Sarah Anne Cox
San Francisco, CA: Krupskaya, 2002

In Sarah Anne Cox’s slim, challenging book, language goes hunting for itself, searching out new truths and old fallacies, finding odd epiphanies and almost rescuing syntax and meaning from their mundane uses. The title, Arrival, also seems to refer to a birth—the literal birth of an infant, but also births (and demises) of knowledge, memory and faith.
With its long prose blocks, "Home of Grammar" struck me as delightfully sound in its attempts to rupture grammatical rules with interruptions of conversational and intimate moments in a piece which also wonderfully parodies reading primers. The juxtaposition serves the piece well, because rather than feeling overly theoretical or ironic, “Home of Grammar” is poignant and courageous at once, an experiment that succeeds. These lines, from the first page, amply demonstrate the charms and distinctive voice of the work: “All plurally, This has become the restaurant of whom. Somewhat genitive when you were lonely and accusative…Here in the context of mayonnaise, a kind of subjunctive mood like cheese melted to bread examine this relationship.” Another pleasure of this section is the narratives which shimmer, hidden, occasionally surfacing with the full power of direct speech behind them, as in the story told on page 14: “he used to smoke pot by the door to the basement and I used to say really loud out the bathroom window. IT SURE SMELLS LIKE POT. poor dim though. his brother is a police officer and married a miss chinatown and lives in a house and poor dim was living in the basement all those years swatting flies under my window every morning.”
The other sections in Arrival are less straightforward, though read as a whole, certain strands emerge: memory, the falsity of memory, the fragility of children, of faith and of language. In “Distend,” the “I” darts around the stanzas, dodging responsibility, as in the lines “if I was here I would show you exactly what I mean” which is followed shortly thereafter with “I has nearly replaced the other less fortunate, and I has nearly been enveloped for the sake of a larger picture.” “A Brightly Colored Order,” which reads as a series of journal entries, continues this investigation of the pronoun, and also showcases Cox’s talent for visceral imagery, which is used not to ground the poems but to upend them through fragment and juxtaposition, as on page 27: “what happened in the netherworld, hair in a chignon, hair in the mouth, a tethered bell, harness, slope, the second before momentum, the time where you need to push into something and the time where it will take you…” I found it hard, sometimes, to “push into” these synapses, discover the origins, but perhaps this is part of the point, because in Arrival the very nature of origin is questioned, protected, discarded.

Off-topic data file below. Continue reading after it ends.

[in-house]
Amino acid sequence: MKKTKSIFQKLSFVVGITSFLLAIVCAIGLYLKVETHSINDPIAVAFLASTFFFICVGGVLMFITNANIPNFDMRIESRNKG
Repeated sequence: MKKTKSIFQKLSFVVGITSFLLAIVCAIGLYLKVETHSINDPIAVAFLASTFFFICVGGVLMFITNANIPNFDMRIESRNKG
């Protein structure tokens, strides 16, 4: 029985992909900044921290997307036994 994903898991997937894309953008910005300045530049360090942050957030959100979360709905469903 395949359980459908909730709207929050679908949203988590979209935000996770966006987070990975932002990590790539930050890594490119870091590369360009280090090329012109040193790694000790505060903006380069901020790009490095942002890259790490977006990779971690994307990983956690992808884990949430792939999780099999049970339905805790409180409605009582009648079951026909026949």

Later, in a section entitled “Your Obedient Servant,”Cox weaves a fable out of some of the recurrent codas of the book: nature, religion, authority, selfhood. In the fable, figures wander “without forecast,”encountering the terrors of both urban and primitive landscapes, and of the expression of landscape: “we began so many with letters/purchased franchise/options/the letters burned to the ground/we cannot reconstruct this.” Here, as throughout the book, words themselves are “occupied territories” and thus suspect, laboring (and perhaps in labor) to produce something new and meaningful while under an ominous threat of “black tarps,” “gunfire” and “checkpoints.” It seems fitting, therefore, that Arrival should conclude, in the section “All Roads Lead to the Dump,” with a series of dislocating double negatives, so that it is unclear whether humanity is
separated from the self and from nature or reunited with it: “what cannot be undone here is/this not the/distance of the farmers to/the heart, the inner stalks.”

-- Arielle Greenberg